Boris Johnson will resolve on the “next steps” for post-Brexit commerce talks after an EU summit later this week, Downing Street has mentioned.
No 10 mentioned the PM expressed “disappointment” at latest progress in a name with EU Commission President Ursula von der Leyen on Wednesday.
Mr Johnson has beforehand set Thursday’s assembly of EU leaders because the deadline for a deal.
Mrs von der Leyen mentioned the EU needed a deal, “but not at any price”.
Both sides are calling on the opposite to compromise on key points, together with fishing and limits on authorities subsidies to companies.
They are locked in talks over putting an settlement to manipulate their buying and selling relationship as soon as the UK’s post-Brexit transition interval ends in December.
A No 10 spokesperson mentioned Mr Johnson “noted the desirability of a deal” throughout his pre-summit name with Mrs von der Leyen.
However, the PM additionally “expressed his disappointment that more progress had not been made over the past two weeks,” they added.
“The prime minister said that he looked forward to hearing the outcome of the European Council and would reflect before setting out the UK’s next steps.”
Earlier, a No 10 spokesman mentioned fishing rights remained the “starkest” level of distinction forward of Thursday’s two-day EU leaders’ summit.
The authorities’s chief Brexit negotiator Lord David Frost was seen going into Downing Street on Thursday morning.
Backbench Conservative Peter Bone advised MPs Lord Frost was briefing the prime minister “on whether to continue the negotiations or whether to call it a day and prepare for a no-trade deal Brexit”.
‘Lot of labor’
Speaking after her name with the prime minister, Mrs von der Leyen mentioned: “The EU is working on a deal, but not at any price.”
She added that “conditions must be right” on fishing, post-Brexit competitors guidelines and the way a deal is enforced for the EU to signal an settlement.
She added: “Still a lot of work ahead of us.”
European Council President Charles Michel additionally joined the decision with Mrs von der Leyen and the Mr Johnson on Wednesday night.
In a letter to EU leaders forward of Thursday’s assembly, Mr Michel mentioned reaching a deal earlier than December was “in the interests of both sides”.
He added that in addition to fishing rights, “key issues” for a deal included post-Brexit guidelines on competitors and the way a deal could be enforced.
EU leaders will not be but all on the identical web page in the case of how a lot they need to surrender or give in to get a deal.
Brussels retains calling on the UK to make concessions however a profitable end result would require compromises on each side.
Will France’s Emmanuel Macron relinquish his hard-line place about protecting present fishing quotas in UK waters? He’ll need to, to get a UK deal.
Will Germany’s Angela Merkel give method on some calls for on competitors laws (aka the extent taking part in subject) but nonetheless grant the UK zero tariff, zero quota entry to the one market?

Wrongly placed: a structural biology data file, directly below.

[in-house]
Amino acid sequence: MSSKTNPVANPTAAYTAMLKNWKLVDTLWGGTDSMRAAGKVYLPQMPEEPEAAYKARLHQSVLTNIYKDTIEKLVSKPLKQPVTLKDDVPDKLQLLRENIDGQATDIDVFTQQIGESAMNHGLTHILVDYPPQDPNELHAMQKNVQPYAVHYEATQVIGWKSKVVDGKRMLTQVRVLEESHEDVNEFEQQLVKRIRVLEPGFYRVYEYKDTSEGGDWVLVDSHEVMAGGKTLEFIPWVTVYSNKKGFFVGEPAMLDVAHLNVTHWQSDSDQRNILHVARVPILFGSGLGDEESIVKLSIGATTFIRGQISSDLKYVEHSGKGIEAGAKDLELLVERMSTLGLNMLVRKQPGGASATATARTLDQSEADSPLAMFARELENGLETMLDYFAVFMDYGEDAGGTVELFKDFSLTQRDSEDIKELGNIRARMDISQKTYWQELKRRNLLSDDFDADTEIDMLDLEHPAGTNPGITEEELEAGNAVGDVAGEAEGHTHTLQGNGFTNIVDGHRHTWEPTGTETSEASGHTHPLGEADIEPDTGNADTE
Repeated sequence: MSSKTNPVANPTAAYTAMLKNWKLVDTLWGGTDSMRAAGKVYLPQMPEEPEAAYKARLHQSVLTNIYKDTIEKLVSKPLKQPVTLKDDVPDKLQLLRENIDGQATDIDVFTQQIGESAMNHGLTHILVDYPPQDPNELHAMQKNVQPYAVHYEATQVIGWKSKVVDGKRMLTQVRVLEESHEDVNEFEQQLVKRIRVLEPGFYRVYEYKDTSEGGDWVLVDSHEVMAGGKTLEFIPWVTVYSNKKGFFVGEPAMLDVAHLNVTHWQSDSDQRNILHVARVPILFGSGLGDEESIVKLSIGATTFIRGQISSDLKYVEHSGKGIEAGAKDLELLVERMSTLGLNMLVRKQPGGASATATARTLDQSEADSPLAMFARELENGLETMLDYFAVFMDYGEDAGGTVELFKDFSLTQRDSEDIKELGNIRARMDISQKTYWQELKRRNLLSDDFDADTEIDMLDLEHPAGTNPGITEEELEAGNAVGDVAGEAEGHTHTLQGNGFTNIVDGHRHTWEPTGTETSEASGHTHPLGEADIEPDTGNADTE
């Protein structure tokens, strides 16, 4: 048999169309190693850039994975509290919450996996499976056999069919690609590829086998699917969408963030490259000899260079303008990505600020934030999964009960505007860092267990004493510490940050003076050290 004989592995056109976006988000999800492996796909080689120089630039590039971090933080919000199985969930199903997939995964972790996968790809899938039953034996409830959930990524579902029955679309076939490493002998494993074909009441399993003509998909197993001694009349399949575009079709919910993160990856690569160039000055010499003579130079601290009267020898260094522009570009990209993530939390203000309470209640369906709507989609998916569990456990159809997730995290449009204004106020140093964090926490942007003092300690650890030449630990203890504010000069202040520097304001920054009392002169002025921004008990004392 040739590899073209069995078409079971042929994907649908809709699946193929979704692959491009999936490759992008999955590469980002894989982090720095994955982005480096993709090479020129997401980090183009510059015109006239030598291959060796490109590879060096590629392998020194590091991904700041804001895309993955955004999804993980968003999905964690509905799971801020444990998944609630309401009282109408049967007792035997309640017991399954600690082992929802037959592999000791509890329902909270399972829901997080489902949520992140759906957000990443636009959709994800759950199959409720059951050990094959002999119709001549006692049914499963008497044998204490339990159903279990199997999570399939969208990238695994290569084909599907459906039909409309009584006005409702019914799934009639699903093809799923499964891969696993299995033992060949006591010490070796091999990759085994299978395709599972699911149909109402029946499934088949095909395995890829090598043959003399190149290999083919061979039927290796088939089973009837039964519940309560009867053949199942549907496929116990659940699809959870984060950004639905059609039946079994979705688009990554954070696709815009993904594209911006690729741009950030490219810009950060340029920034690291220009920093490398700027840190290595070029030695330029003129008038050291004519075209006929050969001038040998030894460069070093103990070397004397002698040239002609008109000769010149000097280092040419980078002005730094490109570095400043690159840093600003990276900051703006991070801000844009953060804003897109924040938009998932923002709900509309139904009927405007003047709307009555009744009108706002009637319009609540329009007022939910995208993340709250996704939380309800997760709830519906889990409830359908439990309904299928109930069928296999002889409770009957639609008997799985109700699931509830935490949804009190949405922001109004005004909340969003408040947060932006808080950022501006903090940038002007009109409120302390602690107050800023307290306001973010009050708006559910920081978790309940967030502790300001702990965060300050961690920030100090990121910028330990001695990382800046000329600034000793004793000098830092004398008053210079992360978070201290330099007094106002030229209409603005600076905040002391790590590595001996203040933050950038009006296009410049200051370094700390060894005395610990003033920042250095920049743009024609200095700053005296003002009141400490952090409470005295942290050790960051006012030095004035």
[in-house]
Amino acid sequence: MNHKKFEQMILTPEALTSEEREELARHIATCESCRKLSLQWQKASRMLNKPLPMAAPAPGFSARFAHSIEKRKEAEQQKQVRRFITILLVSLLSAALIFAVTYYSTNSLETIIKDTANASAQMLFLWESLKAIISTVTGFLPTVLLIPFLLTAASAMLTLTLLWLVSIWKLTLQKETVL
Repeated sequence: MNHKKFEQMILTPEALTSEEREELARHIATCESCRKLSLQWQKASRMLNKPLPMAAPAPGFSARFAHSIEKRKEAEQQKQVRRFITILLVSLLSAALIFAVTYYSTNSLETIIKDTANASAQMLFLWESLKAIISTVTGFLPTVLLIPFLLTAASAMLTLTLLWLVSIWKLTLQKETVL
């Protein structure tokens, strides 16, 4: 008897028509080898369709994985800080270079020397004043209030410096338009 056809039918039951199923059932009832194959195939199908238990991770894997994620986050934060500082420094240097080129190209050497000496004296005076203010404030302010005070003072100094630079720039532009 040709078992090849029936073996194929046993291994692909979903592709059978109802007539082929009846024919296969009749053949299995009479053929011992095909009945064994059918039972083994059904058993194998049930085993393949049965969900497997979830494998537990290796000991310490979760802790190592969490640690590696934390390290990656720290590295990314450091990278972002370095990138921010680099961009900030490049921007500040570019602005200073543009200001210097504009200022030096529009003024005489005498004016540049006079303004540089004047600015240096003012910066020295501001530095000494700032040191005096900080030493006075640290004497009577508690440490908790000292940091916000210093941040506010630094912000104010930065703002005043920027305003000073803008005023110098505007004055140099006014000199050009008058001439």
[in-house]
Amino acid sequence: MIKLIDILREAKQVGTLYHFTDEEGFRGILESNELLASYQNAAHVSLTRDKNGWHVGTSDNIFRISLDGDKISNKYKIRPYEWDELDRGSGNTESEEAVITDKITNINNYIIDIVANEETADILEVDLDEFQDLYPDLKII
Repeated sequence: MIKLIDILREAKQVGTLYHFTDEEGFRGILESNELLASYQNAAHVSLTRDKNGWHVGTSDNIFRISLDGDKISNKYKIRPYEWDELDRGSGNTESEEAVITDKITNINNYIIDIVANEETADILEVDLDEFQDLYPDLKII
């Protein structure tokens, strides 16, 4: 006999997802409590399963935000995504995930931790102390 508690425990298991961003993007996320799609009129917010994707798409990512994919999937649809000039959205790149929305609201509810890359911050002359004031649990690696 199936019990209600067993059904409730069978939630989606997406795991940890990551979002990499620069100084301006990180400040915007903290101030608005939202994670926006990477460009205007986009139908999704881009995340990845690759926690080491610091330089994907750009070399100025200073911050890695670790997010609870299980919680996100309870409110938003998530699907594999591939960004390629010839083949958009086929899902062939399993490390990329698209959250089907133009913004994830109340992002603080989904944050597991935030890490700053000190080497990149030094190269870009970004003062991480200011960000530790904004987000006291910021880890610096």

EU leaders should agree all this amongst themselves and it will not be easy.
Why does 15 October matter?
Over the summer time, each the UK and EU appeared to agree the tip of October was the ultimate date to get a deal accomplished – permitting sufficient time for it to be ratified earlier than 31 December.
But come 7 September, Boris Johnson determined to shorten the deadline.
He mentioned if a deal wasn’t reached by 15 October, “then I do not see that there will be a free trade agreement between us, and we should both accept that and move on”.
Thursday is that day – however Downing Street seems to have moved again from it as a tough deadline.
Formal negotiations ended firstly of October, however Mr Johnson and Mrs von der Leyen pledged to “intensify talks” over the approaching weeks.
Pressed on whether or not the UK would stroll away on 15 October, the federal government’s chief negotiator Lord Frost mentioned it was his job to “advise the prime minister” on whether or not a deal was on the playing cards by then.
Speaking on Tuesday, France’s overseas minister Jean-Yves Le Drian recommended EU leaders don’t see this week as a tough deadline for a breakthrough.
“The date of 15 October, it’s Prime Minister Boris Johnson who announced that, it is not the position of the European Council,” he advised French MPs.
He added that “everything should be played out” between October 15 and “mid-November”.
He warned that the prospect of no deal was “unfortunately very likely,” however the EU was “prepared for all eventualities”.
Transition deadline looms
By remaining within the bloc’s single market and customs union, the UK has continued to observe EU buying and selling guidelines throughout its post-Brexit transition interval.
This 11-month interval is because of finish in December, and the UK has dominated out looking for an extension.
Formal talks started in March and continued all through the pandemic, initially by way of video hyperlink earlier than in-person discussions resumed over the summer time.
If a deal shouldn’t be accomplished, the UK will commerce with the EU in accordance with the default guidelines set by the World Trade Organization.